- A new study shows that people who work in community gardens receive various health benefits that may help reduce the risk of chronic diseases like cancer and can improve mental health.
- The randomized controlled trial involved 145 people who never gardened before and tracked their physical and mental health during and after a growing season.
- Participants consumed more fiber, got more exercise, and felt more connected and less anxious as a result of their community gardening experience.
Participating in community gardening reduces the risk of developing serious illnesses, including cancer and mental health disorders, according to a recent study.
Researchers at the University of Colorado Boulder (CU Boulder) have demonstrated that people receive multiple health-promoting benefits from community gardening.
Gardeners increased their intake of fiber by eating more fresh produce, got more exercise tending a garden, and felt more connected socially, all of which are protective factors against cancer, mental health issues, and various chronic illnesses.
Previous observational studies have suggested that gardening, in general, may deliver some of these benefits, but the CU Boulder study is the first randomized controlled trial (RCT) investigating the benefit of gardening, and community gardening in particular.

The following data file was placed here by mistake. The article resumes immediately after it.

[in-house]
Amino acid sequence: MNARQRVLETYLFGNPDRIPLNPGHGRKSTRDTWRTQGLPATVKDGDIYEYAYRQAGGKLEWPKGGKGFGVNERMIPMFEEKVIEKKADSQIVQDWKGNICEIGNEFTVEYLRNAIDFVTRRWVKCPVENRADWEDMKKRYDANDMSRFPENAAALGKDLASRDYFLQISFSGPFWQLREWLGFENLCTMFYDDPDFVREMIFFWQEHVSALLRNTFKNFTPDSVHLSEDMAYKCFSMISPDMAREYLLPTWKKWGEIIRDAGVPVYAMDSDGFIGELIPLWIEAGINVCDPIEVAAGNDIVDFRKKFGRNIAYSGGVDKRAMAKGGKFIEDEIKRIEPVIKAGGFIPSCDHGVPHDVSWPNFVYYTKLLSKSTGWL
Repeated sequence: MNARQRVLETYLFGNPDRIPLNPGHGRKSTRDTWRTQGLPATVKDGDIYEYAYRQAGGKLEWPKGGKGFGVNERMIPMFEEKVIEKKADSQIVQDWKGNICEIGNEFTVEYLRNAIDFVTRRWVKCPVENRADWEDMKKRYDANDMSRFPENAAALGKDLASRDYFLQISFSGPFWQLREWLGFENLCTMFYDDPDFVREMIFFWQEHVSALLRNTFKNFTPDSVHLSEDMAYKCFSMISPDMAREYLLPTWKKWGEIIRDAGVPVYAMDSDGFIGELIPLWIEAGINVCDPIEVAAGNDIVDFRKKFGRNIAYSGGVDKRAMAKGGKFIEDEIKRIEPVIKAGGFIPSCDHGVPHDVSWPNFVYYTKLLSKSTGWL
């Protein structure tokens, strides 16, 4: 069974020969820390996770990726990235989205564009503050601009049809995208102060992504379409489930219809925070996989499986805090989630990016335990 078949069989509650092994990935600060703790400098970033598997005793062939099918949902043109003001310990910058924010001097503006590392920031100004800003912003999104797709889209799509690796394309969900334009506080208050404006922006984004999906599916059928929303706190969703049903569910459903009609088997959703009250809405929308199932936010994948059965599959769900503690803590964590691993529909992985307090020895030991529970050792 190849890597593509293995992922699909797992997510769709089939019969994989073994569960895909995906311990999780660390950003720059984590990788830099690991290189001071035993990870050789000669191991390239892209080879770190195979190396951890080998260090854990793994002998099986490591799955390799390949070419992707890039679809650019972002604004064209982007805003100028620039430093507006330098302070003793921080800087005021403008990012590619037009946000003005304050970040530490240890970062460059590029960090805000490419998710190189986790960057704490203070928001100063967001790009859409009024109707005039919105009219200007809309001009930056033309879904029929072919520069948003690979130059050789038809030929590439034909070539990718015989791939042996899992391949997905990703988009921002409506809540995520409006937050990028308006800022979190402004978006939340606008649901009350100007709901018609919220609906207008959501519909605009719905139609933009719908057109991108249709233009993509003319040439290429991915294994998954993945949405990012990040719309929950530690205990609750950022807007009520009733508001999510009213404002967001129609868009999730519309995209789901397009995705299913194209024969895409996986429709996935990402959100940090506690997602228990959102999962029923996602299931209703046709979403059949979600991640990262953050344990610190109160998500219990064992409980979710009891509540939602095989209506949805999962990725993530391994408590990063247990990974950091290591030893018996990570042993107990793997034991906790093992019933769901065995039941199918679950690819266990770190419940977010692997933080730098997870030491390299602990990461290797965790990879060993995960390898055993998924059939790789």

The study is published in The Lancet Planetary Health.
The researchers recruited 291 adults who had not gardened before. Individuals averaged 41.5 years of age, and 34% identified as Hispanic. Of the participants, 18% were male (52 participants), and half came from lower-income households.
The researchers conducted three gardening waves spanning 1 year each and beginning in May, just after the last frost in Denver and Aurora, CO, where the gardens were located. Half of each wave’s participants gardened, and half did not, serving as a control group.
Each participant received an introductory gardening course from Denver Urban Gardens and was allocated a standard, 10-square meter community garden plot, as well as seeds and seedlings.